NEW YORK – U.S. legacy carriers said international air travel boosted sales in March but that they are losing ground at home to low-cost airlines, a trend that is pushing them into the role of what the industry calls trunk carriers.
“Domestic is recovering more slowly for legacy carriers because low-cost carriers have become entrenched in the local markets,” said Terry Trippler, an airline analyst with Rules to Know, a travel advisory. “Legacy has cut back on domestic capacity, low-cost carriers have too, but not to the degree the legacy carriers have.”
Low-cost carriers operate on a reduced-cost model, typically with a single jet model and simplified routes and fare structures. In the U.S. their routes are often confined to the domestic market, Mexico and the Caribbean.
According to data released last month from AirFinancials.com, domestic carrying capacity for the nation’s legacy carriers declined by 85 billion available seat miles between 2003 and 2009, or by 21% on average.
Over the same period, domestic capacity among low-cost carriers Southwest Airlines, JetBlue Airways, AirTran and four other small carriers rose by more than 84 billion available seat miles.
That’s not necessarily a bad thing. Most of those domestic routes the legacy carriers gave up had slim profit margins that the budget carriers were able to widen through their lower-cost model. The real money for the legacy carriers is in the international routes, particularly as it relates to premium-paying business travel.
Delta Air Lines, Trippler notes, appears to be concentrating exclusively on international, while airlines such as Southwest and AirTran have become feeders into the major airport hubs.
“So over the next five years the legacies will become more like trunk carriers with smaller airlines feeding people into the hubs,” he said.
Indeed, American Airlines parent company AMR Corp. said last month it would partner with JetBlue to expand its number of domestic destinations, using the budget carrier as a way to pull in more customers for its international routes.
“Our domestic customers out of New York and Boston will gain access to JetBlue service to cities we don’t serve,” said AMR Chairman and Chief Executive Gerard Arpey, in a letter to employees.
Recovery in international traffic
For March, data from US Airways and Continental Airlines each showed strong recovery in the transatlantic market compared with a year ago when business people stopped traveling in the wake of the global recession.
But domestic demand fizzled, coming in flat for Continental and dipping about 3% for US Airways. For the first quarter, international demand at US Airways is up 8% while domestic traffic was down 4.5%. Continental international traffic surged 11%, but rose just 0.7% in the U.S.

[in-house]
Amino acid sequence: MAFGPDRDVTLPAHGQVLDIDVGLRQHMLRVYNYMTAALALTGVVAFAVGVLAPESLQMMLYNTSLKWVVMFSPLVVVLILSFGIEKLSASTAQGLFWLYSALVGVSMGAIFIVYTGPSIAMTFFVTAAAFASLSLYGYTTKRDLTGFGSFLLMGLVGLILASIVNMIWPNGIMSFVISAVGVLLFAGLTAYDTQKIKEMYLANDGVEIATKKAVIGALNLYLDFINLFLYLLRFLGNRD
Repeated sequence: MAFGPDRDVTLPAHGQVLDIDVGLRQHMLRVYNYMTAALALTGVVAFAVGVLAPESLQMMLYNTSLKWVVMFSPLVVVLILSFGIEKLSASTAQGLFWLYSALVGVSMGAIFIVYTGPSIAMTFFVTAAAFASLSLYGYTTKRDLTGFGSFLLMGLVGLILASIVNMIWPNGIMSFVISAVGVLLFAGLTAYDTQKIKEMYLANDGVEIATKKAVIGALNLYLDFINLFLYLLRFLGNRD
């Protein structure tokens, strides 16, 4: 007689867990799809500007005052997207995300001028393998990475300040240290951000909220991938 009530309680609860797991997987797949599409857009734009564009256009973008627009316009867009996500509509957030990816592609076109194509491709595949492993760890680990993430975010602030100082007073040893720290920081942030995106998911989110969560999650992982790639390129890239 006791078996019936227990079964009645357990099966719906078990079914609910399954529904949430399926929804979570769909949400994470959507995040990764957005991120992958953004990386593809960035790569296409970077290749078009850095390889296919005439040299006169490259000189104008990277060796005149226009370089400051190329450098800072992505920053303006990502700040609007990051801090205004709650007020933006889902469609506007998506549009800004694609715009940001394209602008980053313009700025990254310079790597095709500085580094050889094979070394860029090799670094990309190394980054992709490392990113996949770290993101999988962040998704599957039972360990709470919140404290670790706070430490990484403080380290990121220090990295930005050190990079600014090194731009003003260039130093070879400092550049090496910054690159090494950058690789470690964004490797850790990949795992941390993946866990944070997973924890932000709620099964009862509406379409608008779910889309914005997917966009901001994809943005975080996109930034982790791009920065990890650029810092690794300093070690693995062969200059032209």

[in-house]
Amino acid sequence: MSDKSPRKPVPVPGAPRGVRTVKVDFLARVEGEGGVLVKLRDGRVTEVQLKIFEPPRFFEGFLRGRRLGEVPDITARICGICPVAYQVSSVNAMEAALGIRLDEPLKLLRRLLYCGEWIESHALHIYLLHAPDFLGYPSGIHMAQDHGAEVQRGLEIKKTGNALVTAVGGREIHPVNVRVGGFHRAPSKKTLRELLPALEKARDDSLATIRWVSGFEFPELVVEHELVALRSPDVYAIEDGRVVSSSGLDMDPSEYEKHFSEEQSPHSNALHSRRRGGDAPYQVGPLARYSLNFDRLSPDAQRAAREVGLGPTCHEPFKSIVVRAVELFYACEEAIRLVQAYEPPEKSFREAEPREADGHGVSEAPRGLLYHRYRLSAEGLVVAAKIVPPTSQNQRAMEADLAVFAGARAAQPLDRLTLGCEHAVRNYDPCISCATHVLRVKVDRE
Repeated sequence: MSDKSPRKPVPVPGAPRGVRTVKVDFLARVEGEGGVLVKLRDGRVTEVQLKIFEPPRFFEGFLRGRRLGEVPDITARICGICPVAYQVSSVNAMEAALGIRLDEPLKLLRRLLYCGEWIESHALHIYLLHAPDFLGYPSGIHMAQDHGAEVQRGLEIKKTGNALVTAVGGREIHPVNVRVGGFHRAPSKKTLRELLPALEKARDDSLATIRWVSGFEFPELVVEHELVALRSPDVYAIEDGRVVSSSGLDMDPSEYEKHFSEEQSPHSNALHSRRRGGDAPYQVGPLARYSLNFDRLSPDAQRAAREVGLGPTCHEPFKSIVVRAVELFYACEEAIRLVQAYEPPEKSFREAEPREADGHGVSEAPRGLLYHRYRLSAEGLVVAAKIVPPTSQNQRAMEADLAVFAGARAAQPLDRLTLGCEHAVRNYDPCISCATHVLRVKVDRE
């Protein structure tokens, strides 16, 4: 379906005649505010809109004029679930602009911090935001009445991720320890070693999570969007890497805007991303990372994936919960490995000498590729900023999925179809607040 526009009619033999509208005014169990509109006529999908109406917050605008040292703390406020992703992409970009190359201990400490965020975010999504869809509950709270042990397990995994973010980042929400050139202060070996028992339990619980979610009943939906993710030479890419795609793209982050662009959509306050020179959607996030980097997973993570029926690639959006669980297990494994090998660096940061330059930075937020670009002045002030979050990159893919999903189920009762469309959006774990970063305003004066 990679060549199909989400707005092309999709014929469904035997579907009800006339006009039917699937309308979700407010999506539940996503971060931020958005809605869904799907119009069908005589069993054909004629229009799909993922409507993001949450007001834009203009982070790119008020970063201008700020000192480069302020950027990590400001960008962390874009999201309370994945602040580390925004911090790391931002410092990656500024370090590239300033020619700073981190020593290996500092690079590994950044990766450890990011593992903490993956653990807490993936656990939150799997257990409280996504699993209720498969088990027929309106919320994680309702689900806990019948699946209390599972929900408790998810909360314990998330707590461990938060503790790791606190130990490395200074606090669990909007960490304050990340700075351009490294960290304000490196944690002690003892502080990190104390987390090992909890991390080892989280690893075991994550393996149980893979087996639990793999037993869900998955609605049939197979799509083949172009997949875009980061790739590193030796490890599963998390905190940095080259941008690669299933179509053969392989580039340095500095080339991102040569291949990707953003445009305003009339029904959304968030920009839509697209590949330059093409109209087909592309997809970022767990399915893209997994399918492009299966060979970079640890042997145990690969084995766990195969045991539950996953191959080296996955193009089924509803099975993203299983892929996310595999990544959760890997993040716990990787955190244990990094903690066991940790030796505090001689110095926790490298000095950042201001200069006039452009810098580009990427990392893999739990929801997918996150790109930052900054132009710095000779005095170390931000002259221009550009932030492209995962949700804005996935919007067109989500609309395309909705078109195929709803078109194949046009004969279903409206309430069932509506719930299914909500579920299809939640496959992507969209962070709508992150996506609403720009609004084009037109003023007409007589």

American Airlines posted similar numbers and United parent UAL Corp. reports later this week.
The world’s largest airline, Delta Air Lines, reported Wednesday its year-to-date international traffic was down 2.3%, and off by 0.9% domestically. The company has been consolidating its operations with Northwest since last year.
The numbers among low-cost carriers tell a different tale, with first-quarter domestic traffic growth at Orlando, Fla.-based AirTran up 7.5%, and Alaska Air posting growth of 7%.
Some insiders say it’s too early to say whether the domestic capacity cuts last year among legacies won’t recovery. The high unemployment rate and low GDP growth could be hobbling domestic growth, while the growth in global trade — coming off such miserable year-ago lows – is helping spark international business travel.
“When you look deeper into the question, the picture becomes a little more cloudy,” according to Hotwire, an online booking agent. “International traffic, just like pricing, fell further than domestic traffic during the economic downturn, which means it has more room to rebound.”
Additionally, most airlines are being conservative about adding capacity to U.S. routes, which could be stifling traffic growth. Airlines have been positing record load factors, which reflect the number of seats filled on an average flight.
But according to the Air Transportation Association, a smaller portion of U.S. spending is going toward domestic flights, underscoring the impact of budget flying. Through 1991 to 2000, U.S. customers spent about 0.73% of the economy on average on domestic flying, but that fell to 0.56% in 2008 and declined to 0.48% by the third quarter.
More recently, airfare has been climbing across the board. Average ticket prices for international routes are up 16% in March from a year ago, while domestic airfare is up 13%, according to Hotwire.